Data citations: versions and granularity

11 December, 2012

Citing datasets as you would a journal article or a conference paper is nowhere near as straightforward as it sounds. That's the reason why we at the DCC produced a briefing paper and how-to guide on the subject, and the reason why the British Library is running a series of DataCite workshops.

On 3 December, I attended workshop no. 3 in this series: 'What to cite: Versioning and granularity of research data for effective citation'. (I hesitate to call it the third one, as if you count the additional workshop on using DataCite services it was actually the fourth.) Elizabeth Newbold (BL) noted in her introduction that the issues seem to be getting more complex as the series progresses, and judging by the depth of the discussions at this one I can quite believe it.

The workshop was organised into two parts: it started off with four talks giving perspectives from different stakeholders, followed by some group exercises and discussions.

Kicking things off, Roy Lowry (British Oceanographic Data Centre) gave the discipline-specific data centre view. Oceanography is one of those disciplines where the data are sparse and costly to collect, so they are routinely shared. It is also characterised by dynamic data: datasets are constantly expanding as new sensor data come in, and if systematic errors are detected the data are corrected. Up till now, the data centre has only needed to serve up the latest version of the data. The idea of a data citation, though, implies that a reader of a paper ought to be able to retrieve the version of the data used by the author. The BODC is therefore having to overhaul radically how it manages data in order to support version snapshots. It is also considering providing access to both the submitted version of the data and the final normalised form. This is to support authors who need to refer their newly submitted data, and don't want publication of their journal paper held up by the BODC's value-adding activities.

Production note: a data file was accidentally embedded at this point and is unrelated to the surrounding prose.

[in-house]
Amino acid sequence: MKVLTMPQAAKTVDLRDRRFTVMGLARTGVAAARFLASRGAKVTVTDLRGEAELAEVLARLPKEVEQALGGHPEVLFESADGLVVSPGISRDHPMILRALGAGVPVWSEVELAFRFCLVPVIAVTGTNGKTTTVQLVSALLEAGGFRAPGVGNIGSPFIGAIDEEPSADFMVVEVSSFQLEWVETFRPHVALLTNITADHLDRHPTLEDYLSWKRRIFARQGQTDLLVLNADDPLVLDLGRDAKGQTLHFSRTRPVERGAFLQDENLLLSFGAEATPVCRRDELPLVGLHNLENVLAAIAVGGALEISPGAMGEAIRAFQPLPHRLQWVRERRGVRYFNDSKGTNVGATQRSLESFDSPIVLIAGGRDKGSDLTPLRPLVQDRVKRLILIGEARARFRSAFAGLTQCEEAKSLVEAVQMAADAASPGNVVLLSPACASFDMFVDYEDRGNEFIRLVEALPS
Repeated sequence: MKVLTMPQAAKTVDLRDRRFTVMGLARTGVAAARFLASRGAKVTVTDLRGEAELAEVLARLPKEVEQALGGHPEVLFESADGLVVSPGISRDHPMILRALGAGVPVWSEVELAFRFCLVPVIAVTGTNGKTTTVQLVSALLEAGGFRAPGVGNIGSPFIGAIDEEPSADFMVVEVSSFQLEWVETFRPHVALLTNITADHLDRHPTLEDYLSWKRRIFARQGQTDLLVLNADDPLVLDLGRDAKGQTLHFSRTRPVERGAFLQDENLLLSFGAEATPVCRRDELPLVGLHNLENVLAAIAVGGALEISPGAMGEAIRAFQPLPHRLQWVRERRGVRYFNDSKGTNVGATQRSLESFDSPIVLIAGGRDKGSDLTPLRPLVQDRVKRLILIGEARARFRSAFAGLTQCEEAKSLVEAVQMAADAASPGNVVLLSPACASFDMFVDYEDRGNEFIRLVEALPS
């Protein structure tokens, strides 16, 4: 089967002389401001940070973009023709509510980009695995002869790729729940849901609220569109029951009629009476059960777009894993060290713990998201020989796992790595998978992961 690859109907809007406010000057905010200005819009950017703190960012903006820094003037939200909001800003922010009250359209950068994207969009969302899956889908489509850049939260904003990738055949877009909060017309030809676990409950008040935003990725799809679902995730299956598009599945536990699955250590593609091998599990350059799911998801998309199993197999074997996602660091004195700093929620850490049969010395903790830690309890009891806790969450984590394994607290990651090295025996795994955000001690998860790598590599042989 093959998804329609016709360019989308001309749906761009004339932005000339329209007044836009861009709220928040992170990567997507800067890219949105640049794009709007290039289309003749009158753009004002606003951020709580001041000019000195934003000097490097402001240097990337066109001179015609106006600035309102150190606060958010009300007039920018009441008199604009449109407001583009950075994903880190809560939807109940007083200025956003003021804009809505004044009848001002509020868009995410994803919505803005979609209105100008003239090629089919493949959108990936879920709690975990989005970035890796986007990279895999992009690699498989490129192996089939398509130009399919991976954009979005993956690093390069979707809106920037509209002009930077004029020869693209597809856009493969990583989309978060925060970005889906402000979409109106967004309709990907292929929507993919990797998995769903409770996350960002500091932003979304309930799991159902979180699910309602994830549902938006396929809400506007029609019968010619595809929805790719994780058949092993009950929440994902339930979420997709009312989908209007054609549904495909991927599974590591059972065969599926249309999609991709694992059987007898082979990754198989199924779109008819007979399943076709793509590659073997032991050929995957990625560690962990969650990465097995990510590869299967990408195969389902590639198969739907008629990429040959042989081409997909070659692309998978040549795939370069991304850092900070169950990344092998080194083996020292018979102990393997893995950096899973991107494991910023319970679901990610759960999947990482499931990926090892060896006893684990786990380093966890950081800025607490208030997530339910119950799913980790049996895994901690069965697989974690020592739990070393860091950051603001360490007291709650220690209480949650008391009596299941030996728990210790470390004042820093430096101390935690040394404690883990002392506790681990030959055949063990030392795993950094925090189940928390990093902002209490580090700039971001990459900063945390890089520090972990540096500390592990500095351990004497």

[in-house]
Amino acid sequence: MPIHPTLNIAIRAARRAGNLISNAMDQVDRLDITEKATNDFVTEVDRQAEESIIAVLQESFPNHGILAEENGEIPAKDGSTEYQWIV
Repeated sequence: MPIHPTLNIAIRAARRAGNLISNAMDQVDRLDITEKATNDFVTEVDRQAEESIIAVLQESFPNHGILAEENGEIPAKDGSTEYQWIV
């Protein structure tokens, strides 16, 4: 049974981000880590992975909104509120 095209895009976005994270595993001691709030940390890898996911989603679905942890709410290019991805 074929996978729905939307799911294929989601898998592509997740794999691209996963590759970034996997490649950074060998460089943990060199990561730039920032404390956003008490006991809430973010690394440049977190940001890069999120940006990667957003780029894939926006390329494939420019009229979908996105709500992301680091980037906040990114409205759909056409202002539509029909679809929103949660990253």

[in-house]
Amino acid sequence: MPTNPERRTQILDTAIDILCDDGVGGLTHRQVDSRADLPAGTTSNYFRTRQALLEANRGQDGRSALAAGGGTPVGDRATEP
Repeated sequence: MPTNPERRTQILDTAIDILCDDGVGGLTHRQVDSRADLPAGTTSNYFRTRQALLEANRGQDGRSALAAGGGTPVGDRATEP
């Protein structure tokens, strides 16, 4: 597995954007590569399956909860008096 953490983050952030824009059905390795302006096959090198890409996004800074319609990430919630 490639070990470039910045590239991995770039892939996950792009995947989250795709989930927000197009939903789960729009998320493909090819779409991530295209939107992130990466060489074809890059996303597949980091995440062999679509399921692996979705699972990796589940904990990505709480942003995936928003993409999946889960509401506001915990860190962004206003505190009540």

Next, Neil Jefferies (Bodleian Library, University of Oxford) gave the view from an institutional data repository. Neil's starting point could hardly have been more different from Roy's: the Library was only used to static holdings, but now must learn to deal with dynamic data; it also has to deal with data of such variety it cannot hope to normalise them. Nevertheless, the workflow he described was similar: very little intervention occurs before deposited data are made available on the system with an identifier. Metadata are added and improved later on. Versioning is of course very important, and Oxford's system not only records the provenance of individual datasets but also (through the concept of aggregation) links between related datasets. On the matter of granularity, it is possible to construct URIs for any file held by the system, but as a rule of thumb only the identifiers for complete sets are 'promoted' to DOIs. The thought is that each citable entity should make sense independent of any wider set or collection to which it might belong.